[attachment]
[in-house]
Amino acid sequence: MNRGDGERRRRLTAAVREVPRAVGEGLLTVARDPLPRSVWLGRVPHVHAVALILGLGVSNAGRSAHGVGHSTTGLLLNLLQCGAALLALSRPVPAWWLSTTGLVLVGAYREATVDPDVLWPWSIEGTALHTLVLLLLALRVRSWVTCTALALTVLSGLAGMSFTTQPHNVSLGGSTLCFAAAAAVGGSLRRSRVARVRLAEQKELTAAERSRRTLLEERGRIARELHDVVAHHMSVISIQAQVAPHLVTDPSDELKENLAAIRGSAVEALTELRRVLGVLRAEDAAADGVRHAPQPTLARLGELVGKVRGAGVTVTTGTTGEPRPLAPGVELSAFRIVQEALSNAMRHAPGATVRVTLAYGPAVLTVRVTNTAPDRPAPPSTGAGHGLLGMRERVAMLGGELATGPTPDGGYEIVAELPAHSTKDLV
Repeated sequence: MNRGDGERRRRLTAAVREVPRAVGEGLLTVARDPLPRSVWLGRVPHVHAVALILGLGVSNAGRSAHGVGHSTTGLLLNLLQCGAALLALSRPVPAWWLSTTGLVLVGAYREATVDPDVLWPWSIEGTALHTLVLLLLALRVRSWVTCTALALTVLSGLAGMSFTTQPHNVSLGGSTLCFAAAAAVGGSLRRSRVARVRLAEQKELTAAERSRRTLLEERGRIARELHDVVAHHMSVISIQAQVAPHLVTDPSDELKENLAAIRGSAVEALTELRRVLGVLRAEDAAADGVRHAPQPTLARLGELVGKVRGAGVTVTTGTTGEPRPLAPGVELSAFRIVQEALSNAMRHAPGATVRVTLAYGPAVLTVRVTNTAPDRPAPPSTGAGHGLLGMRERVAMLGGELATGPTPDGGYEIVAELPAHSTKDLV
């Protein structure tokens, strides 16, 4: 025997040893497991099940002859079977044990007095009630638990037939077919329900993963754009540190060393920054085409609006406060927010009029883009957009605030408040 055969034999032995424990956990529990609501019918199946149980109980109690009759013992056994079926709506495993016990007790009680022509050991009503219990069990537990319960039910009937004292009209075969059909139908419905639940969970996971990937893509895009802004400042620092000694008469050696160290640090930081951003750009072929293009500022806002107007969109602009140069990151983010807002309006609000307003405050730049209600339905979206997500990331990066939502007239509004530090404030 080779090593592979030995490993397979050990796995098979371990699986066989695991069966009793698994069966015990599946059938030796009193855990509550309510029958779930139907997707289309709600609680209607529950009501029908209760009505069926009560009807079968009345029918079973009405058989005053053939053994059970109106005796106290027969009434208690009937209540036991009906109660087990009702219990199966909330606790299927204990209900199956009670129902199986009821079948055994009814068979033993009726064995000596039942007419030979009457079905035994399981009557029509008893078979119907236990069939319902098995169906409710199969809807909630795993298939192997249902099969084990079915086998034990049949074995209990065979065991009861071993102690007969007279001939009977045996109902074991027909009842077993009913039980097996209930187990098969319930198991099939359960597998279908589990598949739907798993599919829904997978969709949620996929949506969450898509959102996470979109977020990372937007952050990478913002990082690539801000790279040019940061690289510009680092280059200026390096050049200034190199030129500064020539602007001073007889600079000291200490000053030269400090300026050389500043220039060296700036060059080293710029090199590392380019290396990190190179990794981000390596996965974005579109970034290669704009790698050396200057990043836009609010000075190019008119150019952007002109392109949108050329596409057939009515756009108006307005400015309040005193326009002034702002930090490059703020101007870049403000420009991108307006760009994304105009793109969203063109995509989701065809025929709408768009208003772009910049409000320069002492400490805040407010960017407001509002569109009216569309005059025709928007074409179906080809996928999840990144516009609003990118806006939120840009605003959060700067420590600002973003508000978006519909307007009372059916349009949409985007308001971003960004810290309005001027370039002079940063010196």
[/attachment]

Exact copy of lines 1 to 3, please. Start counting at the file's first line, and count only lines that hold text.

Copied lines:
[in-house]
Amino acid sequence: MNRGDGERRRRLTAAVREVPRAVGEGLLTVARDPLPRSVWLGRVPHVHAVALILGLGVSNAGRSAHGVGHSTTGLLLNLLQCGAALLALSRPVPAWWLSTTGLVLVGAYREATVDPDVLWPWSIEGTALHTLVLLLLALRVRSWVTCTALALTVLSGLAGMSFTTQPHNVSLGGSTLCFAAAAAVGGSLRRSRVARVRLAEQKELTAAERSRRTLLEERGRIARELHDVVAHHMSVISIQAQVAPHLVTDPSDELKENLAAIRGSAVEALTELRRVLGVLRAEDAAADGVRHAPQPTLARLGELVGKVRGAGVTVTTGTTGEPRPLAPGVELSAFRIVQEALSNAMRHAPGATVRVTLAYGPAVLTVRVTNTAPDRPAPPSTGAGHGLLGMRERVAMLGGELATGPTPDGGYEIVAELPAHSTKDLV
Repeated sequence: MNRGDGERRRRLTAAVREVPRAVGEGLLTVARDPLPRSVWLGRVPHVHAVALILGLGVSNAGRSAHGVGHSTTGLLLNLLQCGAALLALSRPVPAWWLSTTGLVLVGAYREATVDPDVLWPWSIEGTALHTLVLLLLALRVRSWVTCTALALTVLSGLAGMSFTTQPHNVSLGGSTLCFAAAAAVGGSLRRSRVARVRLAEQKELTAAERSRRTLLEERGRIARELHDVVAHHMSVISIQAQVAPHLVTDPSDELKENLAAIRGSAVEALTELRRVLGVLRAEDAAADGVRHAPQPTLARLGELVGKVRGAGVTVTTGTTGEPRPLAPGVELSAFRIVQEALSNAMRHAPGATVRVTLAYGPAVLTVRVTNTAPDRPAPPSTGAGHGLLGMRERVAMLGGELATGPTPDGGYEIVAELPAHSTKDLV